Open another terminal window and run the following command:

docker run -it --rm --restart iflanagan/sauceconnectha:first_version

In this example, I run two different High Availability Sauce Connect Tunnels on my workstation. I could have created many more, or I could have created various flavors of Sauce Connect Tunnels, pointing to different environments like Headless or our Real Device Cloud. Code example Now, log in to the SauceLabs UI and click on “Tunnels”. You should see two tunnels, and it should indicate that they are shared, which means they have the same tunnel identifier.

Sauce Connect Two Tunnels

Add the Tunnel Identifier to your script (below is a java example) in desired capabilities and then execute the script.

NOTE: The code example below is a Java example but you can use any language and add your tunnel identifier.

capabilities.setCapability("tunnelIdentifier", "WebTunnelId");

Now go to the dashboard and click on 'Automated Tests'. If you hover the mouse over each automated test in general will use different tunnel IDs, see below.

tunnel IDs


To stop the tunnel, follow these steps from the command-line where the container is running (this will also stop the container):

  • Hold down control-C
  • Wait a few seconds
  • Hold down control-C again

The -it flag in the Docker command puts the container image in interactive mode, giving you access to the linux shell. This makes stopping the tunnel easy, as though it were running from your computer.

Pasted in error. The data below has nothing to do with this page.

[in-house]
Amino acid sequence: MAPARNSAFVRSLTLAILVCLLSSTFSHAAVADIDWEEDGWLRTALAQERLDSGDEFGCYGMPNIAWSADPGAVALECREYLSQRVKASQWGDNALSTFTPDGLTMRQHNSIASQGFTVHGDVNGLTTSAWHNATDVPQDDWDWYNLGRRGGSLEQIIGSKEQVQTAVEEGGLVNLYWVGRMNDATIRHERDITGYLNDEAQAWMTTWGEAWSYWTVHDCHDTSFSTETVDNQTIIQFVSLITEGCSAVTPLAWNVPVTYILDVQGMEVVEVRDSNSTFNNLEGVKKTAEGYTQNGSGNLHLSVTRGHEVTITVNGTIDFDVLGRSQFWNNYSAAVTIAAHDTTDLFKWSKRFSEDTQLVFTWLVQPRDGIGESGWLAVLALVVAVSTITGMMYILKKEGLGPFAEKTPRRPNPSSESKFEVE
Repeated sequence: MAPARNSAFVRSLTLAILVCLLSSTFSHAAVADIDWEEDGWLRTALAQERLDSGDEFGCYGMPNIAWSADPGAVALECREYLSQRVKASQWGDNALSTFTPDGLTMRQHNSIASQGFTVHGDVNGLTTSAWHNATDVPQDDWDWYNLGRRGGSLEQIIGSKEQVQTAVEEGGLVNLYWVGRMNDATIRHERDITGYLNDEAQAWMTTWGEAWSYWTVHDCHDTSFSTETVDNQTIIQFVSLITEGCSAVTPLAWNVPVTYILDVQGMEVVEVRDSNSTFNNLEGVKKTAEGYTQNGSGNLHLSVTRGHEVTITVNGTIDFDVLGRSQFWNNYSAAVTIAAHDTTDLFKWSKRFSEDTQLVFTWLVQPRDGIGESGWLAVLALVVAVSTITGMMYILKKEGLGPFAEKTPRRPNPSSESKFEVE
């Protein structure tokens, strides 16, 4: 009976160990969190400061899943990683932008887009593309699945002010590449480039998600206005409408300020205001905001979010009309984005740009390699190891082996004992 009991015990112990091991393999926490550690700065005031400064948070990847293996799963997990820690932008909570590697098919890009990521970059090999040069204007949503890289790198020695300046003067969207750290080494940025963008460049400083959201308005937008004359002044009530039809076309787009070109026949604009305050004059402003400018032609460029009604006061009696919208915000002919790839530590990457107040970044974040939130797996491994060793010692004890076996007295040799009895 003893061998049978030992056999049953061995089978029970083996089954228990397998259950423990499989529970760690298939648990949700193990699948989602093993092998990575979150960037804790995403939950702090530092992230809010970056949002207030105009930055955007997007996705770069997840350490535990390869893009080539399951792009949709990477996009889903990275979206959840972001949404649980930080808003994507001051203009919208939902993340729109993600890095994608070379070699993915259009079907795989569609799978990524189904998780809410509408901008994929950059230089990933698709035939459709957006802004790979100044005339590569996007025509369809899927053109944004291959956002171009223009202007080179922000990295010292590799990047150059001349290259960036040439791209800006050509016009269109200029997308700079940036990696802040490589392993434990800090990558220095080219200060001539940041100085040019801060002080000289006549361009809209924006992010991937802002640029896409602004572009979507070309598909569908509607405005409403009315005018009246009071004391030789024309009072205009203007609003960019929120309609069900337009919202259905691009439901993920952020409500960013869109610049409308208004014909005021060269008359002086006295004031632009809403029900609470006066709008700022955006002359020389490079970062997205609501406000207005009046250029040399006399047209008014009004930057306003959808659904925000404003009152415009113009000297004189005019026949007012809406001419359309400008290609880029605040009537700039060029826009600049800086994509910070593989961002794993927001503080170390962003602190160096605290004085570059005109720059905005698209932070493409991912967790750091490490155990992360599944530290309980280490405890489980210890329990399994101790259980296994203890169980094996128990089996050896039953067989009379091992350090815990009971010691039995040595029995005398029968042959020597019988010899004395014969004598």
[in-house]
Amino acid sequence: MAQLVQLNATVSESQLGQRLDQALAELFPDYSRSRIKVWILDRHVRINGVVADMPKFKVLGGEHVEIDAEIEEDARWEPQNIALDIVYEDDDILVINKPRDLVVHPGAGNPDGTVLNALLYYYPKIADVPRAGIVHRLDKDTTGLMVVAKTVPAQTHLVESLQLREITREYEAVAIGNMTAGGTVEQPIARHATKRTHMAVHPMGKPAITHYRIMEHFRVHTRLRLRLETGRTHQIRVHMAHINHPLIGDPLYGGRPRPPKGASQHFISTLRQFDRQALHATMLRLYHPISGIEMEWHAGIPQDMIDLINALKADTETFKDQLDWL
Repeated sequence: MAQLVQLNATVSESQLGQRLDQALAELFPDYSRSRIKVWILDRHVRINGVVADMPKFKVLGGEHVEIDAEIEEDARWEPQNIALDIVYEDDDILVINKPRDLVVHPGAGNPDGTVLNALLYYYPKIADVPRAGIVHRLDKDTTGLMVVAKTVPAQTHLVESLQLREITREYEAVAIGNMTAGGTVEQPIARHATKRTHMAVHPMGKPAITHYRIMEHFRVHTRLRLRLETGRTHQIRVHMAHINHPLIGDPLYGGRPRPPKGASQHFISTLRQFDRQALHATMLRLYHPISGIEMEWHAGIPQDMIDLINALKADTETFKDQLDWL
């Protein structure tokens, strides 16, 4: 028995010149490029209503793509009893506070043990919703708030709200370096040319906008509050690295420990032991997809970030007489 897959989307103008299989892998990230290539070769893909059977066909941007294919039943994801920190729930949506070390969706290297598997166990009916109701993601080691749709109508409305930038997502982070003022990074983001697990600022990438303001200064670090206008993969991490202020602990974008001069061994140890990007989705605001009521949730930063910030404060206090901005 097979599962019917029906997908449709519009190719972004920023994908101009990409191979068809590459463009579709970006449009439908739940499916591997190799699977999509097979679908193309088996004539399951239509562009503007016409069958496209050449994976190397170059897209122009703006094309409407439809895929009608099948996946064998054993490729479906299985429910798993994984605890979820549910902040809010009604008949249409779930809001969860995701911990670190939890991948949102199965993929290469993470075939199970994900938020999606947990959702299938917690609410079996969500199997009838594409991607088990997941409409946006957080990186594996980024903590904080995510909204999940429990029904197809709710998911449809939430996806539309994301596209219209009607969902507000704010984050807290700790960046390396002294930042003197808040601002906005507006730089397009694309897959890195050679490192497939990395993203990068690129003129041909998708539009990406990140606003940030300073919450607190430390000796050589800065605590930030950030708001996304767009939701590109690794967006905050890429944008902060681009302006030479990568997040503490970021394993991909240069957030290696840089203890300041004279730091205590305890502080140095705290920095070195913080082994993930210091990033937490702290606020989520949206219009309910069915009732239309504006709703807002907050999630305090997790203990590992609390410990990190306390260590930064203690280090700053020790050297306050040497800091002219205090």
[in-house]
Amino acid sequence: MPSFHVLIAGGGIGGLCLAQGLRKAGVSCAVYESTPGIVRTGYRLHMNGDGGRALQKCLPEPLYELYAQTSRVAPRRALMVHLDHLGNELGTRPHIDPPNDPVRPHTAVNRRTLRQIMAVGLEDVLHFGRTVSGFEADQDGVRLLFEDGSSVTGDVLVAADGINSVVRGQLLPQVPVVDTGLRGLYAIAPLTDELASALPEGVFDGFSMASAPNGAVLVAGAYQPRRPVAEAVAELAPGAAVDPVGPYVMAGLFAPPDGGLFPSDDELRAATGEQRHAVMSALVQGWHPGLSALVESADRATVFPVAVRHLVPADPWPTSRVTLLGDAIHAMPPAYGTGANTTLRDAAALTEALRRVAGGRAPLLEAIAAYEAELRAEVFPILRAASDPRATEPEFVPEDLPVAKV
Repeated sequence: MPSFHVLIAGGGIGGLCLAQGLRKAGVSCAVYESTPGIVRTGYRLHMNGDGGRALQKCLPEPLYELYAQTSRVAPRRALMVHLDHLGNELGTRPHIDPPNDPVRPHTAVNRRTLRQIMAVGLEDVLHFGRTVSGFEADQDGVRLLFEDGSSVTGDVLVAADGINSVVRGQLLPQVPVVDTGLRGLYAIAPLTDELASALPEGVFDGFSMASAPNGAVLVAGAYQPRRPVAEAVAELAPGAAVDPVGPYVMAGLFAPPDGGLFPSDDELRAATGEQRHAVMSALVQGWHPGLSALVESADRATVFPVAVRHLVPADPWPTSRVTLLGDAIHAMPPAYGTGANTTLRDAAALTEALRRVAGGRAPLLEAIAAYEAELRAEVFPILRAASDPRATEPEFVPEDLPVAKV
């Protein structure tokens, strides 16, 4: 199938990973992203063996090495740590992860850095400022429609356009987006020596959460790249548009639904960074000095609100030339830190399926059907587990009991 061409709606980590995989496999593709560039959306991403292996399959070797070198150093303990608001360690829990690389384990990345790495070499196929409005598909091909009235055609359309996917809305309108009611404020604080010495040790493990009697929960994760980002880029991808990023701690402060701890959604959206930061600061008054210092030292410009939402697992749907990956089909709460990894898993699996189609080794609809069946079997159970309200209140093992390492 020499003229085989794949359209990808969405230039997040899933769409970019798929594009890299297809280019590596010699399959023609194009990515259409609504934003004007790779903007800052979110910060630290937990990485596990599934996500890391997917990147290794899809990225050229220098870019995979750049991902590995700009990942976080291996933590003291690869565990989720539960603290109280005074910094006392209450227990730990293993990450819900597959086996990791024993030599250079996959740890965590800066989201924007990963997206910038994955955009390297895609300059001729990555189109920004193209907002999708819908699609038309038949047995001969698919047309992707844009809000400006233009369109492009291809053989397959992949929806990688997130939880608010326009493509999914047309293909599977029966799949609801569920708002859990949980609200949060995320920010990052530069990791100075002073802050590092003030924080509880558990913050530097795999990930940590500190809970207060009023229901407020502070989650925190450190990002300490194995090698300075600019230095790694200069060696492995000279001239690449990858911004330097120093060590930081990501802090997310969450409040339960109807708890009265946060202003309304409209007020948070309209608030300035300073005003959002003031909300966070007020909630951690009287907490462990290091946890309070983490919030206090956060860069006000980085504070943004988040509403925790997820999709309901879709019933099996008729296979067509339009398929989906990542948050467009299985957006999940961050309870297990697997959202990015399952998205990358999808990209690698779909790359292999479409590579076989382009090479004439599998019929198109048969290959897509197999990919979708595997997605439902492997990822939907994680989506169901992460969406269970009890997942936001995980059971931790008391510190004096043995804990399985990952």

Additional Considerations

Sauce Connect requires a certain amount of CPU and memory to operate optimally. Shown below are a list of those requirements:

1 2 3 4 6

Parallel Tests Machine Type Memory Processors Bandwidth Recommended SC Tunnels
0-99 EC2 m4.large 8GB 2 450 Mpbs 1
100-199 EC2 m4.large 16GB 4 450 Mpbs 1
200-239 EC2 m4.large 16GB 4 450 Mpbs 2
400-599 EC2 m4.large 16GB 4 450 Mpbs 3
600-799 EC2 m4.large 16GB 4 450 Mpbs 4
800+ EC2 m4.large 16GB 4 450 Mpbs 6

Click on Docker Desktop and then click on Preferences

Docker desktop

You can determine how much CPU/memory each container is allocated and adjust as needed.

Advanced preferences

The final step would be to create a Kubernetes cluster to handle this for you, removing the need to worry about a tunnel terminating unexpectedly. We know of one Sauce customer who has done this, and it’s working well.

Was this helpful? Useful? Hopefully this process will demonstrate the value of using Docker to quickly and easily spin up Sauce Connect tunnels. Let us know how well it worked out!

Written by

Ian Flanagan


Container Testing